Quantification of airflow into the maxillary sinuses before and after functional endoscopic sinus surgery.

Published

Journal Article

BACKGROUND: The effects of increases in maxillary sinus (MS) airflow following functional endoscopic sinus surgery (FESS) are unknown. The goal of this study was to quantify the effects of FESS on airflow into the MS in a cohort of patients with chronic rhinosinusitis, and compare MS flow rate with patient-reported outcome measures. METHODS: A pilot study was conducted in which preoperative and postoperative computed tomography scans of 4 patients undergoing bilateral or unilateral FESS were used to create 3-dimensional (3D) reconstructions of the nasal airway and paranasal sinuses using Mimics™ (Materialise, Inc.). The size of the maxillary antrostomies post-FESS ranged from 107 to 160 mm(2). Computational meshes were generated from the 3D reconstructions, and steady-state, laminar, inspiratory airflow was simulated in each mesh using the computational fluid dynamics (CFD) software Fluent™ (ANSYS, Inc.) under physiologic, pressure-driven conditions. Airflow into the MS was estimated from the simulations and was compared preoperatively and postoperatively. In addition, patients completed preoperative and postoperative Rhinosinusitis Outcome Measure-31 (RSOM-31) questionnaires and scores were compared with MS airflow rates. RESULTS: CFD simulations predicted that average airflow rate into post-FESS MS increased by 18.5 mL/second, and that average flow velocity into the MS more than quadrupled. Simulation results also showed that MS flow rate trended with total RSOM-31 and all domain scores. CONCLUSION: CFD simulations showed that the healed maxillary antrostomy after FESS can greatly enhance airflow into the MS. Our pilot study suggests that to some extent, increasing airflow into the MS may potentially improve chronic rhinosinusitis patients' quality of life pre-FESS and post-FESS.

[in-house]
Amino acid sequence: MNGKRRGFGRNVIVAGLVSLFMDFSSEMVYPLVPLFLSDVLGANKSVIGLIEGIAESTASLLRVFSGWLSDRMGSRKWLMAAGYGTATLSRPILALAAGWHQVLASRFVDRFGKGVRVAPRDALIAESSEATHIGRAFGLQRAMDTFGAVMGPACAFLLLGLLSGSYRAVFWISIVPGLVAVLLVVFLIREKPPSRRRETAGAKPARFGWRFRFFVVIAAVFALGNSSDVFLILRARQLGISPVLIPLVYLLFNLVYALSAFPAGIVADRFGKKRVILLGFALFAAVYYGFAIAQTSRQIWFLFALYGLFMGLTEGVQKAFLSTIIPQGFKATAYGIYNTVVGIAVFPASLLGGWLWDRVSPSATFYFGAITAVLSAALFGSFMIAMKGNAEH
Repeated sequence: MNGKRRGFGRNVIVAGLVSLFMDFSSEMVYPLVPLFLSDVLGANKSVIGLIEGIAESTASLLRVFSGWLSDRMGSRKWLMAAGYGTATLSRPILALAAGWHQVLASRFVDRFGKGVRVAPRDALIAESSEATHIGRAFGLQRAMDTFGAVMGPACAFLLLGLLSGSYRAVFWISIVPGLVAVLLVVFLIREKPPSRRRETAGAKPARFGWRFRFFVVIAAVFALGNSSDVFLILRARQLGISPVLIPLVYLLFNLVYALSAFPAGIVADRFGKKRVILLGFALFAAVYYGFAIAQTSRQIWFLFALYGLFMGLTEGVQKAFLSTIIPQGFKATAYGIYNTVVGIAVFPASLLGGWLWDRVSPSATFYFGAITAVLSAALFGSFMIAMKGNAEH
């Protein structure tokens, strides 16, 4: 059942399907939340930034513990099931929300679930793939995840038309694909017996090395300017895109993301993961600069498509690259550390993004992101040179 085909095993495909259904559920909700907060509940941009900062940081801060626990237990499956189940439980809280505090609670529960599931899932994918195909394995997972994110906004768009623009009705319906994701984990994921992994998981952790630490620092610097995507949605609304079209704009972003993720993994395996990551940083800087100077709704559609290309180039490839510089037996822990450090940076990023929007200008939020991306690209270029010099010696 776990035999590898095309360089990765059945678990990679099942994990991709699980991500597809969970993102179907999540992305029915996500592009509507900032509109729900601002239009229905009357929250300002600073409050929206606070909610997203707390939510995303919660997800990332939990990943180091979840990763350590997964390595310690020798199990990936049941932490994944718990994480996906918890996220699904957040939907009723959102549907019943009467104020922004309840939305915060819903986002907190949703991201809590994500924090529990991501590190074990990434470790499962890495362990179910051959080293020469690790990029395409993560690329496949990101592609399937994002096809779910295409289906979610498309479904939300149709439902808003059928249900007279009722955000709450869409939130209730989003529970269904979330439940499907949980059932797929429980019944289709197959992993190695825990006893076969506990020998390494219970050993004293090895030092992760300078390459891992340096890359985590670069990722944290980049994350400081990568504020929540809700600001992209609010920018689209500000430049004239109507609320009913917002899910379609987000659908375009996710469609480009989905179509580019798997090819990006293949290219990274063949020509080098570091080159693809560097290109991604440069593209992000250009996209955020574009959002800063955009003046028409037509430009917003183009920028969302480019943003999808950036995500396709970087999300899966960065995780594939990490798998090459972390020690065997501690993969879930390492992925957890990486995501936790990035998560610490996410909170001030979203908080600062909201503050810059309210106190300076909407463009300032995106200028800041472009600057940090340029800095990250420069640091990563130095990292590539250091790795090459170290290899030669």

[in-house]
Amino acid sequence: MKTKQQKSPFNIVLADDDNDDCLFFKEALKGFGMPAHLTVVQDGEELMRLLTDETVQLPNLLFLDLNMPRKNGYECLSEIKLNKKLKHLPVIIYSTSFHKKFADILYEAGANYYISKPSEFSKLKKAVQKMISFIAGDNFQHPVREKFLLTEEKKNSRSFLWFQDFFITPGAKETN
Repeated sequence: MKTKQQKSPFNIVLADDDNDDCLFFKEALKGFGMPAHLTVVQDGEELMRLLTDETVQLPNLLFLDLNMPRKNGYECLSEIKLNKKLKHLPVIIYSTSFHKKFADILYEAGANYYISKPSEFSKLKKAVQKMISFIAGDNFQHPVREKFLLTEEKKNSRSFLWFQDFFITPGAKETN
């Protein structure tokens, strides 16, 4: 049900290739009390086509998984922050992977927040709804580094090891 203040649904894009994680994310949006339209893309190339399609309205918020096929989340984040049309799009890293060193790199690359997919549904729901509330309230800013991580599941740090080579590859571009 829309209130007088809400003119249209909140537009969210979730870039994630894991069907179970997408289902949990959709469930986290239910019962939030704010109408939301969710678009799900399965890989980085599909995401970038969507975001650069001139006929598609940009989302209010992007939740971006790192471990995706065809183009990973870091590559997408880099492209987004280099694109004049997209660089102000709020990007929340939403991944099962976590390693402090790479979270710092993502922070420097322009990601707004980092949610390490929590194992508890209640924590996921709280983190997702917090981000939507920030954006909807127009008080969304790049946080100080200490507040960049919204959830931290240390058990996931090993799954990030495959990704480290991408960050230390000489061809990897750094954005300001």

Full Text

Duke Authors

Cited Authors

  • Frank, DO; Zanation, AM; Dhandha, VH; McKinney, KA; Fleischman, GM; Ebert, CS; Senior, BA; Kimbell, JS

Published Date

  • October 2013

Published In

Volume / Issue

  • 3 / 10

Start / End Page

  • 834 - 840

PubMed ID

  • 24009143

Pubmed Central ID

  • 24009143

Electronic International Standard Serial Number (EISSN)

  • 2042-6984

Digital Object Identifier (DOI)

  • 10.1002/alr.21203

Language

  • eng

Conference Location

  • United States